By working together on these virtual events as a community and learning from each other, we’ve found lasting relationships that have led to new business ventures. We wrote an ebook together and created business plans, resources of which are available to anyone who needs it. Furthermore, through shared learning and experience, we’ve found that participants of our events have gone on to inspire others through their own blogs, social media channels and events.
In this interview with Meg we present elements that event planners can incorporate to generate a lasting impact for their events, no matter how small or large, live or virtual. This interview took place in April. Meg joined from London and I was in Bern at Hotel Kreuz.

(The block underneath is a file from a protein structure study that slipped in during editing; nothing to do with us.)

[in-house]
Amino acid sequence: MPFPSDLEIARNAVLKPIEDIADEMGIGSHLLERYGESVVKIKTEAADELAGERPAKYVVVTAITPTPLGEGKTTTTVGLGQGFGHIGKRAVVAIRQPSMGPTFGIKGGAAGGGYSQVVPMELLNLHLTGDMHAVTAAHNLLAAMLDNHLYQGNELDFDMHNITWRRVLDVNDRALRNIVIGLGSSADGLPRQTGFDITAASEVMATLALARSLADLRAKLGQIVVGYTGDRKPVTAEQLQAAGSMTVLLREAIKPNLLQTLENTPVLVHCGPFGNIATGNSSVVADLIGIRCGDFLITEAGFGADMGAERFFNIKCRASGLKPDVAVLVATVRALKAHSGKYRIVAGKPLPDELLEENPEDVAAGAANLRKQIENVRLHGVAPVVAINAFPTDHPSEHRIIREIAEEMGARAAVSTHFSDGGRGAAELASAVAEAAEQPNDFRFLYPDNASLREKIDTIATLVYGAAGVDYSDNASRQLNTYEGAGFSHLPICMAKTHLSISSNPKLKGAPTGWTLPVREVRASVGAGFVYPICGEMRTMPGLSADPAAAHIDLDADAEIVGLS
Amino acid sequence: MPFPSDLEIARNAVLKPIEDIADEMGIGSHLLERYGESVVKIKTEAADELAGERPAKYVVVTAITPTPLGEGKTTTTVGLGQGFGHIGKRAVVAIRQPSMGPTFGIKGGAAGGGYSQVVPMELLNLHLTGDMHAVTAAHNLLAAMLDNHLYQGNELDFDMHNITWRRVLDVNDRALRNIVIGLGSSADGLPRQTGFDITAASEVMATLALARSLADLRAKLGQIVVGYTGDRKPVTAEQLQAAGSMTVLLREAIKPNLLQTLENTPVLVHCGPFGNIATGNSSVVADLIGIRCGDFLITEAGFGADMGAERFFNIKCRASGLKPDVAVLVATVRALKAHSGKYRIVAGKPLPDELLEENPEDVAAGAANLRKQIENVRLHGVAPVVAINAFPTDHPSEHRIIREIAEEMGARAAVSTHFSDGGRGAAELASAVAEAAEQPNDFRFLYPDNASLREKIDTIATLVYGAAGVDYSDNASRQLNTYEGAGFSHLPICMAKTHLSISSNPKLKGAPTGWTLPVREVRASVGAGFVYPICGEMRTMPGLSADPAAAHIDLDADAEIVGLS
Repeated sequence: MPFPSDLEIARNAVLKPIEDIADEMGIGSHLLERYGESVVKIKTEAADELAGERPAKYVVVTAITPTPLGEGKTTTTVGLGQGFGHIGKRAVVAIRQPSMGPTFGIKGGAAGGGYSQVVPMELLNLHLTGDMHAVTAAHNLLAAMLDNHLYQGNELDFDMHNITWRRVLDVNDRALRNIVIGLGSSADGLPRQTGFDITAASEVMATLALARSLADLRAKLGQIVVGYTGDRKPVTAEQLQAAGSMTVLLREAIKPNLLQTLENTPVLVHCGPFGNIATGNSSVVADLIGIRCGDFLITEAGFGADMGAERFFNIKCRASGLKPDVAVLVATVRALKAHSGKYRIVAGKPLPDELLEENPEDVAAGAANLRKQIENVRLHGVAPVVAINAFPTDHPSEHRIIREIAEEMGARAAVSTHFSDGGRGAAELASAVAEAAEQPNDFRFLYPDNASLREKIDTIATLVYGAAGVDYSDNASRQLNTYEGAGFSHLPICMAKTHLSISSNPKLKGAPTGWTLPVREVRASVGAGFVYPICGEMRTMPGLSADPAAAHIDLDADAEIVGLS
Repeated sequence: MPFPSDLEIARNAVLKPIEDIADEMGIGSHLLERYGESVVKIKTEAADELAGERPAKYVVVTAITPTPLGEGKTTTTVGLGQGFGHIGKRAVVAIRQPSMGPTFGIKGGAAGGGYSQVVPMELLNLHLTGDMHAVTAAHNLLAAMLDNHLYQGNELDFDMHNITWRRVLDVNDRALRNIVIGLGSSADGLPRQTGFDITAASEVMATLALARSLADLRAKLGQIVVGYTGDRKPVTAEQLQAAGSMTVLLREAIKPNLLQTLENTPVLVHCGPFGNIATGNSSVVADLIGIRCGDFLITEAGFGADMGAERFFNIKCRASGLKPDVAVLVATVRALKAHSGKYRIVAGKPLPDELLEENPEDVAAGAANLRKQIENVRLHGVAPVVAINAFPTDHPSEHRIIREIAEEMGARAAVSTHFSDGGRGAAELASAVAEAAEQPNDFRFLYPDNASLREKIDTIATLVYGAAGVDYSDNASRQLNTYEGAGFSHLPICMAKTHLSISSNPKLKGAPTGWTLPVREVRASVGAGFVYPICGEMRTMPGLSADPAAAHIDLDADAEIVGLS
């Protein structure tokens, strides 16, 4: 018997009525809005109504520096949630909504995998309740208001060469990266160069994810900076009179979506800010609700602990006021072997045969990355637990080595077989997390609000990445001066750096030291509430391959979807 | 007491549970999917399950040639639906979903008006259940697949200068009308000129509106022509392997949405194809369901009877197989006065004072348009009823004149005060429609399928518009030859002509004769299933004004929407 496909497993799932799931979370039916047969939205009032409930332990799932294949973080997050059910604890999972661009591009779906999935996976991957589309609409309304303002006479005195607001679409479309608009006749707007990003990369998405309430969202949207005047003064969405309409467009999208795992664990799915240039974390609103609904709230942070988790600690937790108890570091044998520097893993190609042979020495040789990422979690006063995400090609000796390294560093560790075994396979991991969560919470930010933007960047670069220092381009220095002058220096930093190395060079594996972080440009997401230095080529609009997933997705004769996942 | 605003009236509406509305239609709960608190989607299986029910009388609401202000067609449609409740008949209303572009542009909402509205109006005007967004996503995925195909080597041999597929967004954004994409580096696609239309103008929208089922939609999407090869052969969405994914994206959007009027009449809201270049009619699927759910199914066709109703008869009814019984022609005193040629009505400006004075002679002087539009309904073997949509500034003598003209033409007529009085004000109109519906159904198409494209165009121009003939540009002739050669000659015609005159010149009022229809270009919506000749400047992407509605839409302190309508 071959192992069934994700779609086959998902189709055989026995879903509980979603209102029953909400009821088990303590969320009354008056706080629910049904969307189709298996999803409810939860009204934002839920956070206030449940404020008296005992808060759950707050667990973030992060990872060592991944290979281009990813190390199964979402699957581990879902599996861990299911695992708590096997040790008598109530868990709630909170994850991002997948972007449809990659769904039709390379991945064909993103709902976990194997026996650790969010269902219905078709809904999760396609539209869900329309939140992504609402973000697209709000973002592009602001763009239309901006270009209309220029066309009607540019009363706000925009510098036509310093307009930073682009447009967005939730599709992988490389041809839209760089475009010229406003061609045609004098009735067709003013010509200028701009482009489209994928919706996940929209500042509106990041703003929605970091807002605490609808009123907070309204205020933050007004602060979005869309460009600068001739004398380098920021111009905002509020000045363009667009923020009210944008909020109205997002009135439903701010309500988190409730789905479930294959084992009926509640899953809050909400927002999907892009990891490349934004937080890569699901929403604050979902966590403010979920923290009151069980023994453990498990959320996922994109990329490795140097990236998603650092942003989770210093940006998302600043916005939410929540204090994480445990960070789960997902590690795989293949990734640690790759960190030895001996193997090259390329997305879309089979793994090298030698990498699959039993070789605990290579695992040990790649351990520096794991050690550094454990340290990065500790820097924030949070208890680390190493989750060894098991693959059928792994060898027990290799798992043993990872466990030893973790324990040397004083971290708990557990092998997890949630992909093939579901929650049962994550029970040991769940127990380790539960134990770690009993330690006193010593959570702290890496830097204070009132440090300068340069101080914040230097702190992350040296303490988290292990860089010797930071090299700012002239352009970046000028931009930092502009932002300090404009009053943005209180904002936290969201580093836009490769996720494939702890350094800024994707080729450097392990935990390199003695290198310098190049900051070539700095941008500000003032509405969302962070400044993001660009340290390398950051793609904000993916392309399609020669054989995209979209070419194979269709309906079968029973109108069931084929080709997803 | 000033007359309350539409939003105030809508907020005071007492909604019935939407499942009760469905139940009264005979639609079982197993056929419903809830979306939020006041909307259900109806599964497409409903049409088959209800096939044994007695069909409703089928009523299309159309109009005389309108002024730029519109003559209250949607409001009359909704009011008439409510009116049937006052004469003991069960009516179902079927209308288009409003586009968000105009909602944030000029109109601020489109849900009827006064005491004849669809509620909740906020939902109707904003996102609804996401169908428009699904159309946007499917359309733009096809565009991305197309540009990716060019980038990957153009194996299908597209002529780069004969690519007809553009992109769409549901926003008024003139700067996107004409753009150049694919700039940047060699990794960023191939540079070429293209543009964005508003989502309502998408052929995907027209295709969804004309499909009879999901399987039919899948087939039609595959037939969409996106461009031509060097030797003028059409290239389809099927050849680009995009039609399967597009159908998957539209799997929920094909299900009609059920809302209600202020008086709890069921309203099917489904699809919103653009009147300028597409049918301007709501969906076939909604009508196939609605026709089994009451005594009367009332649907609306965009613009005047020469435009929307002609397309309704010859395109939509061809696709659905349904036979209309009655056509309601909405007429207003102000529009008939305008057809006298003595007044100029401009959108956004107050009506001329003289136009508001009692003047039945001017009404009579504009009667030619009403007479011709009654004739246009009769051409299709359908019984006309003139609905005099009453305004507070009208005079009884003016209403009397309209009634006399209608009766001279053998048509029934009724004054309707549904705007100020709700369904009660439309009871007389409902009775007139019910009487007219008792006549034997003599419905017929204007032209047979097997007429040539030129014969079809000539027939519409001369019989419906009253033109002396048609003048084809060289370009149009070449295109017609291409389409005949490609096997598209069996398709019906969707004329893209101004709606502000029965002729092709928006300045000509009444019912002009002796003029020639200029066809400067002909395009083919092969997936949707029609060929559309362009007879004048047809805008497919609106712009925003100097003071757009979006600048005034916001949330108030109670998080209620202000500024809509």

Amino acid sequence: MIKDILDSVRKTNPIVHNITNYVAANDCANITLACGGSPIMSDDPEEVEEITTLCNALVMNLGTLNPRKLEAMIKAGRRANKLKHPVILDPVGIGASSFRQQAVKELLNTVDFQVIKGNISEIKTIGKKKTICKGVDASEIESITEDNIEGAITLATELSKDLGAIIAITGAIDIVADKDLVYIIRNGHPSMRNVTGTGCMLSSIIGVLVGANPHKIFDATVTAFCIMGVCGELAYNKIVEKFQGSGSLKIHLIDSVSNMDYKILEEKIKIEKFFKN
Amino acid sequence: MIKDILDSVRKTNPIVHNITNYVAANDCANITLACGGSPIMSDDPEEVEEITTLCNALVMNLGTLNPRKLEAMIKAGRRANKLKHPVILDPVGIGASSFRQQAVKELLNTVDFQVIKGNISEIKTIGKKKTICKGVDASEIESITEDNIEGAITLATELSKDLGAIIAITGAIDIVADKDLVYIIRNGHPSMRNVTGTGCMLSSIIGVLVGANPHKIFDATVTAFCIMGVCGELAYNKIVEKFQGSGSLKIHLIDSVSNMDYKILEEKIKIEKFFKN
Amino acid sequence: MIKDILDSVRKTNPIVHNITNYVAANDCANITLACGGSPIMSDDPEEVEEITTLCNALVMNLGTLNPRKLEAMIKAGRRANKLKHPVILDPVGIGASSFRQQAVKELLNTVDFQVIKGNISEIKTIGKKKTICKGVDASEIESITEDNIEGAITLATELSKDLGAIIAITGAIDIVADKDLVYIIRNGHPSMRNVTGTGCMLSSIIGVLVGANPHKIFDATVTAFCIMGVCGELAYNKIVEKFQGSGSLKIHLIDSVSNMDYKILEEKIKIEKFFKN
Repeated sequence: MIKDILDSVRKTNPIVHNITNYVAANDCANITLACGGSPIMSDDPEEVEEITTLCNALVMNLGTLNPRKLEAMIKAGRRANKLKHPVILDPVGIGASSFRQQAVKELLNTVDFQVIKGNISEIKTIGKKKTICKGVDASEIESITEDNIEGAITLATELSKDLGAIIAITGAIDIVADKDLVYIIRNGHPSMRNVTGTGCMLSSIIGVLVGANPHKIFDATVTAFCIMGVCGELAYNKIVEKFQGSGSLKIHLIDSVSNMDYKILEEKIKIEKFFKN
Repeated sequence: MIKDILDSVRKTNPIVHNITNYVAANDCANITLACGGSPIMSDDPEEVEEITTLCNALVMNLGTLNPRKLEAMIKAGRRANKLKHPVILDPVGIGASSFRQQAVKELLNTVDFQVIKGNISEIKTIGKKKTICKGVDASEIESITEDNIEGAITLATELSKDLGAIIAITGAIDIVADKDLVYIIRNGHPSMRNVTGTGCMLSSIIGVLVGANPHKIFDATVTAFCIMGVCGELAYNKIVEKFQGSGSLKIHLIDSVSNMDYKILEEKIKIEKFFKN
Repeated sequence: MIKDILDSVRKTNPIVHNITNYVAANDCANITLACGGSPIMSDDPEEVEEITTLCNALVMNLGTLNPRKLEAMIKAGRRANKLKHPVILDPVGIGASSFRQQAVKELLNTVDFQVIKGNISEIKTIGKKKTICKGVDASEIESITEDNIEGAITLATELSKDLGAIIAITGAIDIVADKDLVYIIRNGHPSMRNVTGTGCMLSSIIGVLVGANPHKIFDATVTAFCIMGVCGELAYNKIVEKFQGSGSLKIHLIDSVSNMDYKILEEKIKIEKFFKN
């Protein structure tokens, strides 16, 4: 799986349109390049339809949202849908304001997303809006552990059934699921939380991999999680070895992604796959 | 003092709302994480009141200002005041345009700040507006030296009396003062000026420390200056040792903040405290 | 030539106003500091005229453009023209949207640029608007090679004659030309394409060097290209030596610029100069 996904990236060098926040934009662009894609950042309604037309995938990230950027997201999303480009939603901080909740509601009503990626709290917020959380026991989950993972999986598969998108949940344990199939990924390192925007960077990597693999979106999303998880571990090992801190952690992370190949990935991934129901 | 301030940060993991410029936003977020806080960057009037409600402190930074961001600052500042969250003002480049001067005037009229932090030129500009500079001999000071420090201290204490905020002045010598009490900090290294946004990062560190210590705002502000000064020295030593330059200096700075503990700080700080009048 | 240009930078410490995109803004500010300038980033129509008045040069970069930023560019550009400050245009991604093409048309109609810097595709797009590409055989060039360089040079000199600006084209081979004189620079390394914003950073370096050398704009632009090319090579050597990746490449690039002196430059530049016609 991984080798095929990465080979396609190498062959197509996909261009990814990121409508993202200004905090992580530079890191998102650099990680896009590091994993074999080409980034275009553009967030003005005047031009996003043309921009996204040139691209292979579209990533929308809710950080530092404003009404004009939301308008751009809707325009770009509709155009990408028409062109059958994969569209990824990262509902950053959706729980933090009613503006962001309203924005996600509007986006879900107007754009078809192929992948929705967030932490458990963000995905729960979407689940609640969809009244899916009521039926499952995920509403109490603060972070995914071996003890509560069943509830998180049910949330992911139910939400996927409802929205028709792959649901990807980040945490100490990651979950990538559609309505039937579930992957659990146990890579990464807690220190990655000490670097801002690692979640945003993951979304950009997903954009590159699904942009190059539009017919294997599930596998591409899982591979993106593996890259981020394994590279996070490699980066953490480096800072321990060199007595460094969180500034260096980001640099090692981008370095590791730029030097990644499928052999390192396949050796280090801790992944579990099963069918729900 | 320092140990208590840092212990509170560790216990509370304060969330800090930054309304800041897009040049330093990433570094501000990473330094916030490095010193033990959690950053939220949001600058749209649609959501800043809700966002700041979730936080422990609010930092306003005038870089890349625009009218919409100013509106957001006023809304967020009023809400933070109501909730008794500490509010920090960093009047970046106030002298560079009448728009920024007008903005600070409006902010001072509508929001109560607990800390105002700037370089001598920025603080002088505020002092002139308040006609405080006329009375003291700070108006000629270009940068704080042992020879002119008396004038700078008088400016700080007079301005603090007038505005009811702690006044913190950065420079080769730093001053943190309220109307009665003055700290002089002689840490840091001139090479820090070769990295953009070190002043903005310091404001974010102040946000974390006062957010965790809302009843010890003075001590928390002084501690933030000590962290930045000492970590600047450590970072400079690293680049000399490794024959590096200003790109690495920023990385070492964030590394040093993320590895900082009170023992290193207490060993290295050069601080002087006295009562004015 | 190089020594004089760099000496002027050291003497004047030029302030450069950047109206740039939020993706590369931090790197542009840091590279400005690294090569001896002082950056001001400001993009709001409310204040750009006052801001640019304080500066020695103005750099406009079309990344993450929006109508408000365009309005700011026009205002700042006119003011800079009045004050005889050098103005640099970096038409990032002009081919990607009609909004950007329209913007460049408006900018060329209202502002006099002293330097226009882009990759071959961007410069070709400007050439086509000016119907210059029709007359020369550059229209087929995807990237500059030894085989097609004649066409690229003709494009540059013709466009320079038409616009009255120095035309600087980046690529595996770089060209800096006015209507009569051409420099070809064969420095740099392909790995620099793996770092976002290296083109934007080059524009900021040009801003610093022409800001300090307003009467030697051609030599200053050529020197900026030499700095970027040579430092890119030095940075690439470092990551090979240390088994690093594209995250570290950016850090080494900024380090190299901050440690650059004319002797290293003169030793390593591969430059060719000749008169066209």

PriceWaterhouseCoopers (PwC Germany) is the host of an innovative and award winning recruitment event format called the PwC Gaming Masters. PwC Gaming Masters uses esports, short for electronic sports, played as an online video game with competitors which spectators can watch for entertainment. The PwC Gaming Masters was founded in 2017 by Gian Luca Vitale, Gaming & Esports Advisory, Lead Business Development Gaming & Esports at PwC Germany, who also holds the naming rights for this event. This novel concept for recruitment, talent attraction and retention connects PwC with new and ambitious talent and invites them to compete in online gaming and develop skills that are important in the workplace: teamwork, strategic thinking, collaboration, flexibility and decision-making, among others, and also other corporates can join the competition and experience corporate esports.